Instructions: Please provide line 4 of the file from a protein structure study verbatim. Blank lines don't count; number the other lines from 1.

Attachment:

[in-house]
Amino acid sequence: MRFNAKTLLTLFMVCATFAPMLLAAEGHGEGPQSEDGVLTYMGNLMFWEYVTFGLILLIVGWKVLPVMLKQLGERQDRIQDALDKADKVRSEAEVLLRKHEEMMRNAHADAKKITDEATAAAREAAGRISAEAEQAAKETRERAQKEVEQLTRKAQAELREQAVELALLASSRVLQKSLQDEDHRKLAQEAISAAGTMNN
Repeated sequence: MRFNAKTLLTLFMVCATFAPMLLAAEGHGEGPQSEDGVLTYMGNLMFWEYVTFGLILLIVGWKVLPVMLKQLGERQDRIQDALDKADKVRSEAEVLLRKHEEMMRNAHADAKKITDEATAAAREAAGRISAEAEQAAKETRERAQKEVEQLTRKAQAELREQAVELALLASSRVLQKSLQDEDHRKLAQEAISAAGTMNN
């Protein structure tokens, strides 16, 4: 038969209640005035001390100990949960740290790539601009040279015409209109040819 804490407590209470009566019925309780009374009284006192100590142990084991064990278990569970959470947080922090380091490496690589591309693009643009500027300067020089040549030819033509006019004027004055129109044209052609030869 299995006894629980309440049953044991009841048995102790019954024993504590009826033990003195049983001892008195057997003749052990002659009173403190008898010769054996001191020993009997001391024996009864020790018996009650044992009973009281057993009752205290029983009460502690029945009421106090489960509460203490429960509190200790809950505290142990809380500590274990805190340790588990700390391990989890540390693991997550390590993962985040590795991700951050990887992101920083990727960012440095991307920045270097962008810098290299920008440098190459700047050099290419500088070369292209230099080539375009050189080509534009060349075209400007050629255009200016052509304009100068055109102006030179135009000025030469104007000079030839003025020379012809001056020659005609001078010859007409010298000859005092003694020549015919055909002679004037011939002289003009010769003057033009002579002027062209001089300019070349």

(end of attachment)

């Protein structure tokens, strides 16, 4: 038969209640005035001390100990949960740290790539601009040279015409209109040819 804490407590209470009566019925309780009374009284006192100590142990084991064990278990569970959470947080922090380091490496690589591309693009643009500027300067020089040549030819033509006019004027004055129109044209052609030869 299995006894629980309440049953044991009841048995102790019954024993504590009826033990003195049983001892008195057997003749052990002659009173403190008898010769054996001191020993009997001391024996009864020790018996009650044992009973009281057993009752205290029983009460502690029945009421106090489960509460203490429960509190200790809950505290142990809380500590274990805190340790588990700390391990989890540390693991997550390590993962985040590795991700951050990887992101920083990727960012440095991307920045270097962008810098290299920008440098190459700047050099290419500088070369292209230099080539375009050189080509534009060349075209400007050629255009200016052509304009100068055109102006030179135009000025030469104007000079030839003025020379012809001056020659005609001078010859007409010298000859005092003694020549015919055909002679004037011939002289003009010769003057033009002579002027062209001089300019070349």